One is always in love with something or the other. The error lies in seeking in a mortal something that is perhaps immortal.’ That’s the gist if you were to paraphrase the poet Percy Bysshe Shelley.
You could take that as the basic matrix of this well-written tale as it unfolds into the abyss of darkness, which shall leave you more than rattled. Hungry Gods is much more than a passing peek at the insatiable lust for wealth and power.
And the trouble with power, as Lord Acton, the British historian of the last 19th and early 20th century once pointed, laid out in his famous dictum: ‘Power tends to corrupt; absolute power corrupts absolutely.’
On the very first page, a girl is a witness to her mother’s murder. She realises that the old woman is gone forever. Never again will she hear her whisper about healing spirits—some good, some really bad. ‘She would never show me the pollen from flowers of multiple fragrances to get demented souls back from the brink.’
Then there’s Neville Valentine the aging movie star, who will peddle almost anything on the single-minded condition that money is to be made; there’s the pharmaceutical company, Medici, clandestinely producing banned drugs; there’s the pervert Ranganathan of the high-pitched voice, stalking the street, waiting for the dark, and Este, the prostitute, the storehouse of enough ugly dark secrets that would blow anyone’s mind.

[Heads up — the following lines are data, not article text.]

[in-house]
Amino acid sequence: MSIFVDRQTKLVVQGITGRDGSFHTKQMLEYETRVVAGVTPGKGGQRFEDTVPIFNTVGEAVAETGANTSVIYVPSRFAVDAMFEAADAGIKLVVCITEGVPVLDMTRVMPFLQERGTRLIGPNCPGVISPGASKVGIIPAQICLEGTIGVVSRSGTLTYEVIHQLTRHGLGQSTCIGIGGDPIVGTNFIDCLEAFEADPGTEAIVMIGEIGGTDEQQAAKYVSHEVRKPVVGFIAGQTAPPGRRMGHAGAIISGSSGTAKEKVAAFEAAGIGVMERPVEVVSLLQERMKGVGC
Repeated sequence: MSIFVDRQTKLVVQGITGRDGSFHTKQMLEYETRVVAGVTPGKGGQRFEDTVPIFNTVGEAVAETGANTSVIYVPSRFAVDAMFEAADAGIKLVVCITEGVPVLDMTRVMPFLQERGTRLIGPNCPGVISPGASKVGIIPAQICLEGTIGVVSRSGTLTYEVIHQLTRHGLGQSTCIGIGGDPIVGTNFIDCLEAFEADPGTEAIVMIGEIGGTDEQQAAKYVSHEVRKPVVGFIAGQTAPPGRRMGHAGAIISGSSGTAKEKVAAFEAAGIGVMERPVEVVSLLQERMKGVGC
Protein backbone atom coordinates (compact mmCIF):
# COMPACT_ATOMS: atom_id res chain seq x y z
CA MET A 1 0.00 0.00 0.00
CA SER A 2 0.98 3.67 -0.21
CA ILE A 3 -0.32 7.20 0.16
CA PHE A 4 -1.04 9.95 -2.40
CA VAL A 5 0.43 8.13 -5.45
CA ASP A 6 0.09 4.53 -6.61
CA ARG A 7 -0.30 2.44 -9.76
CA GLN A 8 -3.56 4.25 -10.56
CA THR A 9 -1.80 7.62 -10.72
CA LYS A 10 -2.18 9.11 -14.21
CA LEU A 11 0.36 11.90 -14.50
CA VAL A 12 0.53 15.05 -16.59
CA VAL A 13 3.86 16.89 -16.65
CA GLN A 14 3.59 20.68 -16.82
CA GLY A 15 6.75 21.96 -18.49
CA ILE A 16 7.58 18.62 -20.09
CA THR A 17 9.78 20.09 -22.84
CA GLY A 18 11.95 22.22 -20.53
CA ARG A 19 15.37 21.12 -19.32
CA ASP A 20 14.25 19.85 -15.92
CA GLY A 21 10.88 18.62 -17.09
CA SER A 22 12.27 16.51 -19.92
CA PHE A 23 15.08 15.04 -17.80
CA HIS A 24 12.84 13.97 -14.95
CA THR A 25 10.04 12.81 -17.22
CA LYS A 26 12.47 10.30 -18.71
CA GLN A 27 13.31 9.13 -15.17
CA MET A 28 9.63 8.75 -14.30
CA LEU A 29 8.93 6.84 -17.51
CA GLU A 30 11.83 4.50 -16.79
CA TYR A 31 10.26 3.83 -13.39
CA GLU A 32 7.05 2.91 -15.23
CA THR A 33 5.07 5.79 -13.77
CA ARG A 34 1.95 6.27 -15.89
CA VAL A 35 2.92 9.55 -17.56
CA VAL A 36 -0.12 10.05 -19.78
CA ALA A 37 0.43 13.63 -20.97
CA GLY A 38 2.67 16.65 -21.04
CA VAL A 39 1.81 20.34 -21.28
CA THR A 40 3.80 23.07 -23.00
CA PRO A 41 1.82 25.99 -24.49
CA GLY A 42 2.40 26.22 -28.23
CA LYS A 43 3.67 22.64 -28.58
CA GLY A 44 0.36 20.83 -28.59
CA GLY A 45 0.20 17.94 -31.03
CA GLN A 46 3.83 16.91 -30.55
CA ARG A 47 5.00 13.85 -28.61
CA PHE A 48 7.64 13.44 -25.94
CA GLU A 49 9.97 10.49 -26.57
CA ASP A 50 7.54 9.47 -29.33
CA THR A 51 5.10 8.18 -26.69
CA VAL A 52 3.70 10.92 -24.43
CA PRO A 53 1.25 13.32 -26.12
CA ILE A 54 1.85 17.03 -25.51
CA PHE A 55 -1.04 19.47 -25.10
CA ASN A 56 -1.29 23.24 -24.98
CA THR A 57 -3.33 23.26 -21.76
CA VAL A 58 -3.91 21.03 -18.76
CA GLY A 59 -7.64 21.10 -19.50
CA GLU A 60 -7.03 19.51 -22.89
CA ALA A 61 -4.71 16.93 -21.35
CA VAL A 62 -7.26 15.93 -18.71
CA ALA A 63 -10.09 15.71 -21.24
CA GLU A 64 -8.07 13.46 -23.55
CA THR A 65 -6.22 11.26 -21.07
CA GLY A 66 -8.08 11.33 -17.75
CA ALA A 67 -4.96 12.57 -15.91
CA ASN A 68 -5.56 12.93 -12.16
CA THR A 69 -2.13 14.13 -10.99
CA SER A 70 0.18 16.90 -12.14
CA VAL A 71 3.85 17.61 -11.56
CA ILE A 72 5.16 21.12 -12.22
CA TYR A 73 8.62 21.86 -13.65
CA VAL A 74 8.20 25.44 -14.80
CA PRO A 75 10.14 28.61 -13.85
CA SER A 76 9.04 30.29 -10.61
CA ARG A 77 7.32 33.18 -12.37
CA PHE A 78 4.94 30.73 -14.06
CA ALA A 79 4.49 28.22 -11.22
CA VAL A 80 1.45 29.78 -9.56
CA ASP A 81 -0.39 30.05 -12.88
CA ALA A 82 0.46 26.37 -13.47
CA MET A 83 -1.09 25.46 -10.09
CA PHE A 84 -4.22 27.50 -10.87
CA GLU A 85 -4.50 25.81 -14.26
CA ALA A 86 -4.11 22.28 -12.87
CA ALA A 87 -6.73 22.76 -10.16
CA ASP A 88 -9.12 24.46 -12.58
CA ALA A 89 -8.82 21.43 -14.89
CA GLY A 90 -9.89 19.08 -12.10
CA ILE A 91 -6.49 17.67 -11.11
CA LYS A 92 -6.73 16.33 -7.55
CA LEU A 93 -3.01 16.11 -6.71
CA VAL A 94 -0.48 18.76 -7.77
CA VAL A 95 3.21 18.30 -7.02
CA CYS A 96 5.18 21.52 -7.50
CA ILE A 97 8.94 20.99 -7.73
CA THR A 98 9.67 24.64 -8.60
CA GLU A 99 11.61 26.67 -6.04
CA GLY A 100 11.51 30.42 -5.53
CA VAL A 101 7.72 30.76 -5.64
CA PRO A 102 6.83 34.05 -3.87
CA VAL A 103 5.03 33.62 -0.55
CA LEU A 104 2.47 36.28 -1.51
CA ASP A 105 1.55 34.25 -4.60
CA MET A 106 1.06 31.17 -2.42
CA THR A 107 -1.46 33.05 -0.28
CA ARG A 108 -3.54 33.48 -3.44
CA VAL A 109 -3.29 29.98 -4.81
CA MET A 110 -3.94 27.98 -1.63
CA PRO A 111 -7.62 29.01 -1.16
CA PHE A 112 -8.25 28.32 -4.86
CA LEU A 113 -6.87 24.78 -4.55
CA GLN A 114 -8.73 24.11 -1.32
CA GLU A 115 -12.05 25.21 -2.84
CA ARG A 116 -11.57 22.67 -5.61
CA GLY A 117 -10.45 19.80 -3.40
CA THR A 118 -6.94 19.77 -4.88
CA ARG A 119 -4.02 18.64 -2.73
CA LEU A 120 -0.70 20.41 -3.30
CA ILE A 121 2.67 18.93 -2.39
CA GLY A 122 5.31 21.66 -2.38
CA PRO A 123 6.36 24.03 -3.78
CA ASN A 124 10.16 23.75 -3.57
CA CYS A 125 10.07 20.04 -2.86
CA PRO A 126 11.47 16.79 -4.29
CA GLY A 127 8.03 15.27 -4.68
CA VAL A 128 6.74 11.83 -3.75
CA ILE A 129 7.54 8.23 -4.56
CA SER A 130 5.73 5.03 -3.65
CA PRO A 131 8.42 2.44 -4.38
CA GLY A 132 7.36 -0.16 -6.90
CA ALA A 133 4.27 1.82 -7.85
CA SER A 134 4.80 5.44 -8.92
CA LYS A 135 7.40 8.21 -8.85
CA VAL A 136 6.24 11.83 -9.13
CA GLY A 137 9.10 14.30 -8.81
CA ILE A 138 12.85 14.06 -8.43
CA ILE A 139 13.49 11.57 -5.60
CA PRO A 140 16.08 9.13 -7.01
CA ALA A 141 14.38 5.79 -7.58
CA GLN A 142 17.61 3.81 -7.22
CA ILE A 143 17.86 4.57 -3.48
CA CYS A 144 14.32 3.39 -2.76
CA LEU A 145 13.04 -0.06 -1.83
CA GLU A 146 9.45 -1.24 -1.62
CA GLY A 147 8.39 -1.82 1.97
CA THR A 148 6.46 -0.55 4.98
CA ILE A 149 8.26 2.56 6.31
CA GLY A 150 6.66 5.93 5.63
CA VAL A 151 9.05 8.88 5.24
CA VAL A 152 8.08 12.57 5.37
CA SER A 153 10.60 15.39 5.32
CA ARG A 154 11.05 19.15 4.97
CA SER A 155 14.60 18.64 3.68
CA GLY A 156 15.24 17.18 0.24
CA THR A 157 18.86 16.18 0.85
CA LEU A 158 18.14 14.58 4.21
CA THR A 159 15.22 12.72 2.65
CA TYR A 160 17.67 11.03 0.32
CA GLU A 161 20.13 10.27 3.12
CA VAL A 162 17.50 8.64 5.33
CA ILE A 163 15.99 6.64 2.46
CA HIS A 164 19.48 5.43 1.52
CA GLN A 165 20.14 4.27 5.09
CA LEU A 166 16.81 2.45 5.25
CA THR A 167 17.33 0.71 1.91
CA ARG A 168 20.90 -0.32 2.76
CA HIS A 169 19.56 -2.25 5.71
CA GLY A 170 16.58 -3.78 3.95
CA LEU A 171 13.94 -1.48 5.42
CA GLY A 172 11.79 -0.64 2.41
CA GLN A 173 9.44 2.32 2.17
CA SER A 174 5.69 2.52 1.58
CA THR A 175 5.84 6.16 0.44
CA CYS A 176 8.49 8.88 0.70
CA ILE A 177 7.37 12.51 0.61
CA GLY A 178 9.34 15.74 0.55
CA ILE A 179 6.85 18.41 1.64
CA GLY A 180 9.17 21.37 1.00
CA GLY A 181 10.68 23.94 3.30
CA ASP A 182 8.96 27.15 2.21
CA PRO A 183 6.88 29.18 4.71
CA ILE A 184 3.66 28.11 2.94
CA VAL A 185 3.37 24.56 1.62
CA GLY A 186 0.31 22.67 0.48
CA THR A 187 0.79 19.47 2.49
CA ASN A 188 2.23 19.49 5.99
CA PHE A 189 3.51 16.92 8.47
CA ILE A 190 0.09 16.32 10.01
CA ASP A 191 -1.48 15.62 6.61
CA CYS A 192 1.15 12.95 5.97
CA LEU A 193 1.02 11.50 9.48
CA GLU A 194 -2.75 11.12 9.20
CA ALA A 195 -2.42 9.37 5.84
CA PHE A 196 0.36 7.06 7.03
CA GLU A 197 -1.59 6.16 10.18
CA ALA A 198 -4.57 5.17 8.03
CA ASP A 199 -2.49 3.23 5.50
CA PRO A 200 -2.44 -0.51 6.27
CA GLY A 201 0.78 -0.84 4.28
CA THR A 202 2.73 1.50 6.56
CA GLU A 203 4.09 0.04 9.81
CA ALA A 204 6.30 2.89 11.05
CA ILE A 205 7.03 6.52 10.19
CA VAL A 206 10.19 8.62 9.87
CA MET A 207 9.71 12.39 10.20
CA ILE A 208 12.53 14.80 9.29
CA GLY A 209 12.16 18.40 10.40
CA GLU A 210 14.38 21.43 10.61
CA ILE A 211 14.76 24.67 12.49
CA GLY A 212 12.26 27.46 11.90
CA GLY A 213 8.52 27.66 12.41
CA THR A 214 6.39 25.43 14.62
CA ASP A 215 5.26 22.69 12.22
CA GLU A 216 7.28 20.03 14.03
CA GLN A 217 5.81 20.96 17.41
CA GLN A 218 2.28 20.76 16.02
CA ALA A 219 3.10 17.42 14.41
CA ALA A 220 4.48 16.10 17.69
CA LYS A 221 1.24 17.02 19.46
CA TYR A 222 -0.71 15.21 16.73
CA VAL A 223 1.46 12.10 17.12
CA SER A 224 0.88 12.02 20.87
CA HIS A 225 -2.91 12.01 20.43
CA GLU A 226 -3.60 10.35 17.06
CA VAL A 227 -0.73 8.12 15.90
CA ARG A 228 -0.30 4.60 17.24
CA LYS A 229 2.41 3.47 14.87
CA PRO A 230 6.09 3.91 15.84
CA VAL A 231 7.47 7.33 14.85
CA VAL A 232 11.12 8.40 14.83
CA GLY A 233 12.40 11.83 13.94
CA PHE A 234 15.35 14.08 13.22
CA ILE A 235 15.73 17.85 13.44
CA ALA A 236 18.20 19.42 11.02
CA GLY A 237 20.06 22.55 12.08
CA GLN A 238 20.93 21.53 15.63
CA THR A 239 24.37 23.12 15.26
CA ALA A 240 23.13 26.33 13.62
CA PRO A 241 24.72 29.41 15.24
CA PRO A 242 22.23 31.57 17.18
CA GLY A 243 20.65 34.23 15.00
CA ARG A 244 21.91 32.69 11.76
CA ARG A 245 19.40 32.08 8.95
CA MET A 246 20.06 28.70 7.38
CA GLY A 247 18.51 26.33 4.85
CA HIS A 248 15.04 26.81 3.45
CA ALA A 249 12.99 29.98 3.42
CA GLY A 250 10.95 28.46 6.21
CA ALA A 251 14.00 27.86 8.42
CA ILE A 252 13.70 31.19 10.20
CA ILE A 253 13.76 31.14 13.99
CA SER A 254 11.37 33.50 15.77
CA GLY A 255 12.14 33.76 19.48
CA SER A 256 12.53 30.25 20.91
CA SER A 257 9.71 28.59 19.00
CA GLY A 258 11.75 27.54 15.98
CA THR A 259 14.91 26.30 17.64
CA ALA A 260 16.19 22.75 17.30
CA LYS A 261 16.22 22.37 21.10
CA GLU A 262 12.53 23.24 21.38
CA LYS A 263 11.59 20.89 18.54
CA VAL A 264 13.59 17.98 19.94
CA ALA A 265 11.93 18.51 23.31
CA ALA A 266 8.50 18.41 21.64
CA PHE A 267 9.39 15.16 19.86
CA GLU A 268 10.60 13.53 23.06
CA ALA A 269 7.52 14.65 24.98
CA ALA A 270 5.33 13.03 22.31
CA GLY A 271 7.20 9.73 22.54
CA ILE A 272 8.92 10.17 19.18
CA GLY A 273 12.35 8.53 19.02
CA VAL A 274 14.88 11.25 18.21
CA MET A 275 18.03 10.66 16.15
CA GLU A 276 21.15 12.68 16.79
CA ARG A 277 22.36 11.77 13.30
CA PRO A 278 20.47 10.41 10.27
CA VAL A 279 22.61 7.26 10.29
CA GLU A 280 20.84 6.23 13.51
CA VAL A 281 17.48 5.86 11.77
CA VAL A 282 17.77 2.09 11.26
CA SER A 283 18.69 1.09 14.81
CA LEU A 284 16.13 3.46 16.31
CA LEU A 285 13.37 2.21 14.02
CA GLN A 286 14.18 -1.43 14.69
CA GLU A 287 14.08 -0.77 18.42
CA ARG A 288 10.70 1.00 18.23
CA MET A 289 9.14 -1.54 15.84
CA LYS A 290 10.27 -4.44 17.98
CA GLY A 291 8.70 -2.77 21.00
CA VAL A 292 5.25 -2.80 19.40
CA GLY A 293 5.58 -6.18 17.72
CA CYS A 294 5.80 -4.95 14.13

In short, crisp chapters, the story inches forward with bated breath: will it lead up to yet another blood bath? You are left wondering if Inspector Silva is capable of joining the dots to prevent the impending crime?
And Medici’s studio is not in some lost, forgotten alley. It’s so in your face: a megalith 12-storey high in the centre of the city. They sell their ‘Healing for All’ concoctions at exorbitant prices. Products that the sleazy film star Valentine promotes for a hefty fee. But amidst the honky-dory, there’s trouble brewing. Medici has to protect its business and the fact that their brand ambassador’s girlfriend’s black eye and swollen face have gone viral on the net does not bode well for a company that surrounds itself in a smoke screen of peace, non-pollution, healing and sustainable development.
Into this murky world arrives Inspector Silva, widowed at 36 after his wife’s death in a road accident. On a hunch he arrives at the Dune—‘the valley of the beautiful’—that defies all descriptions of ugliness: short, nasty and brutish for sure, and flowing over the brim with opiated souls on a one-way ticket to hell.
Will he or will he not be able to prevent the next murder? I guess to find out you will have to get a copy of this unputdownable book and finish it in a single sitting.